Welcome to our East Riding of Yorkshire map page. The map of East Riding of Yorkshire England that is located below is provided by Google Maps. You can "grab" the electronic map and move it around to re-center the map. You can change between standard map view and satellite map view by clicking the small square on the bottom left-hand corner of the map. Satellite map view utilises orbiting satellite and / or aerial high-resolution photography to display images of the map location to street level detail (really quite amazing). Standard map view shows a traditional street map (also known as a road map). You can use the zoom buttons on the bottom right-hand side of the map to zoom in or out to street level detail. We have digital online maps for most towns and cities on the Maps of England page. We also have a good collection of old school printable maps on the Maps of England page.
I hope you like the East Riding of Yorkshire County, England street map / road map situated above.
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I travelled extensively for 10 to 15 years trading campervans and motorhomes. I travelled in busses, ferries, planes, trains or taxis when picking up vehicles and after delivering them to customers. Mapping was very important to me. I often relied upon my smartphone, tablet or dedicated GPS navigation device to provide real-time point to point GPS routing. I drove many long hours in all sorts of weather conditions. I slept in the trade vehicles while transporting them from one location to the next. I saw the wonderful countryside as many others would never see it. I visited cities and towns and I stopped at many wonderful tourist attractions. I ate meals in eateries and I explored the land.
The East Riding of Yorkshire, or simply East Riding or East Yorkshire, is a county in Northern England. At the 2011 United Kingdom census, its population was 334,179.
The name is traditionally and geographically a reference to the easternmost of the three subdivisions (called Thrydings or Ridings) of the traditional county of Yorkshire. The boundaries of the East Riding, the North Riding and the West Riding were historically treated as three separate areas for many cultural and legal purposes, such as having separate quarter sessions. In 1889 under the Local Government Act 1888, administrative counties were formed on the existing historic county boundaries in England, but in Yorkshire, given the vast size of the county area, three administrative county councils were created, based on the historic boundaries of the three Ridings. The East Riding County Council was the administrative local government and ceremonial county (Lieutenancy) area established for the area (based in Beverley); it remained in place for eighty-six years until being removed for new administrative tiers of local government.
Subsequent changes to the political designation of the area have followed. Despite sharing the same or similar name, none of the successor local council areas share the same geographical boundaries. The traditional geographic and historic cultural East Riding of Yorkshire covers a larger area than both the current ceremonial area and the intermittent and current local government administrative area councils.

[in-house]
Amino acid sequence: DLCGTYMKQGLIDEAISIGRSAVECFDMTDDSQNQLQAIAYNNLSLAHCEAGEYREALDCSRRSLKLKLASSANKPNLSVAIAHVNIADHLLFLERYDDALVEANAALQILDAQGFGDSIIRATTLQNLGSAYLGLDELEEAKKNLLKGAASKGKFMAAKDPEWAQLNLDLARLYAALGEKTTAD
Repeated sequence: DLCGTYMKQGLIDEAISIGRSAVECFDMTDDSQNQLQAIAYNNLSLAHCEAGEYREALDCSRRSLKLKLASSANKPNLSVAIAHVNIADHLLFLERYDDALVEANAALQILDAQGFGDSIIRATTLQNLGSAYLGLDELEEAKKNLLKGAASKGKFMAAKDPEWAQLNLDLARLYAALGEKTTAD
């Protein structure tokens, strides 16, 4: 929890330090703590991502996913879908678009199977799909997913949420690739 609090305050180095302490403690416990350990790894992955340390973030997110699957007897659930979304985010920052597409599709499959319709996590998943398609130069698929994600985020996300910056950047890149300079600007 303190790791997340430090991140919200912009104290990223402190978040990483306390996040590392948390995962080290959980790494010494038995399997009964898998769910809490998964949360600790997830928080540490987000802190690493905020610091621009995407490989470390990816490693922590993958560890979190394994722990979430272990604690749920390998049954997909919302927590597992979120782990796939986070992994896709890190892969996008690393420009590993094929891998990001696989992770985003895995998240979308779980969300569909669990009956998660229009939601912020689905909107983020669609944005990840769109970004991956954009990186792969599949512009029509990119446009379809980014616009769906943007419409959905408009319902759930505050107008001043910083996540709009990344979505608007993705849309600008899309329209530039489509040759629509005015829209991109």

The landscape consists of a crescent of low chalk hills, the Yorkshire Wolds, surrounded by the low-lying fertile plains of Holderness and the Vale of York. The Humber Estuary and North Sea mark its southern and eastern limits. Archaeological investigations have revealed artefacts and structures from all historical periods since the last ice age. There are few large settlements and no industrial centres. The area is administered from the ancient market and ecclesiastical town of Beverley. Christianity is the religion with the largest following in the area and there is a higher than average percentage of retired people.
The economy is mainly based on agriculture and tourism, contributing to the rural and seaside character of the Riding with its historic buildings, nature reserves and the Yorkshire Wolds Way long-distance footpath. The open and maritime aspects and lack of major urban development have also led to the relatively high levels of energy generation from renewable sources.
Major sporting and entertainment venues are concentrated in Kingston upon Hull, while the seaside and market towns support semi-professional and amateur sports clubs and provide seasonal entertainment for visitors. Bishop Burton is the site of an agricultural college, and Hull provides the region's only university. On the southern border, close to Hull, the Humber Bridge spans the Humber Estuary to enable the A15 to link Hessle with Barton-upon-Humber in North Lincolnshire.
From Wikipedia, the free encyclopedia
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